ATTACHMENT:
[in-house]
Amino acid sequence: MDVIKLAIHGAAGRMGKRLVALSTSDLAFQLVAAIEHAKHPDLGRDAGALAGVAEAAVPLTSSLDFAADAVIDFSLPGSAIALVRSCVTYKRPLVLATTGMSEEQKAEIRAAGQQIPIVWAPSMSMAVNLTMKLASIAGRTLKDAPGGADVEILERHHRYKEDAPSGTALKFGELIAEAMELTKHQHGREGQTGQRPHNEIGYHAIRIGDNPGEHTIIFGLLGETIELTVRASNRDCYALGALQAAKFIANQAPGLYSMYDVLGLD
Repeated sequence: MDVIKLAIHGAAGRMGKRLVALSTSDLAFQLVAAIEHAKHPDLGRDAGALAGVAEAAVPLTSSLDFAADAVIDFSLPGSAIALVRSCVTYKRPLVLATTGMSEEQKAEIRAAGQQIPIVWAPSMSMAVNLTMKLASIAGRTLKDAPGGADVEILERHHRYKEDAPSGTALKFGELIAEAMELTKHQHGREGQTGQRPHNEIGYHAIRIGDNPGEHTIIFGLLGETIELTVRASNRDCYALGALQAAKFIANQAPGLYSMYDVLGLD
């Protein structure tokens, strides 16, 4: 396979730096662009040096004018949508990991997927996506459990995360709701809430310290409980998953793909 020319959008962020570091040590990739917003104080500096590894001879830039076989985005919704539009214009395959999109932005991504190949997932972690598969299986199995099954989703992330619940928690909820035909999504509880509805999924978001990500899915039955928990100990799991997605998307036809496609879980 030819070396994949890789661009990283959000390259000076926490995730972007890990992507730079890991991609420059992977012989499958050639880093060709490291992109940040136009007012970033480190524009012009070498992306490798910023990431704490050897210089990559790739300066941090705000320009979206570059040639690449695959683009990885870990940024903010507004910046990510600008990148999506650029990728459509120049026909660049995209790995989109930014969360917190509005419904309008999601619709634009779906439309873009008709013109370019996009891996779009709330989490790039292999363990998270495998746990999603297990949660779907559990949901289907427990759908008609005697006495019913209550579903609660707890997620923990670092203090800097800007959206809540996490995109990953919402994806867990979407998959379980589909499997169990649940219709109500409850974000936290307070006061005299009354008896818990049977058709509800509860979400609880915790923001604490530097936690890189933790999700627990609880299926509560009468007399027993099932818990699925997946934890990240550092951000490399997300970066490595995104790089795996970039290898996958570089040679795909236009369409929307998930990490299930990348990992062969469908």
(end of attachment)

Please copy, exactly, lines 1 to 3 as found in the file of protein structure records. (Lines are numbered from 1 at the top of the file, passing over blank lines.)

[in-house]
Amino acid sequence: MDVIKLAIHGAAGRMGKRLVALSTSDLAFQLVAAIEHAKHPDLGRDAGALAGVAEAAVPLTSSLDFAADAVIDFSLPGSAIALVRSCVTYKRPLVLATTGMSEEQKAEIRAAGQQIPIVWAPSMSMAVNLTMKLASIAGRTLKDAPGGADVEILERHHRYKEDAPSGTALKFGELIAEAMELTKHQHGREGQTGQRPHNEIGYHAIRIGDNPGEHTIIFGLLGETIELTVRASNRDCYALGALQAAKFIANQAPGLYSMYDVLGLD
Repeated sequence: MDVIKLAIHGAAGRMGKRLVALSTSDLAFQLVAAIEHAKHPDLGRDAGALAGVAEAAVPLTSSLDFAADAVIDFSLPGSAIALVRSCVTYKRPLVLATTGMSEEQKAEIRAAGQQIPIVWAPSMSMAVNLTMKLASIAGRTLKDAPGGADVEILERHHRYKEDAPSGTALKFGELIAEAMELTKHQHGREGQTGQRPHNEIGYHAIRIGDNPGEHTIIFGLLGETIELTVRASNRDCYALGALQAAKFIANQAPGLYSMYDVLGLD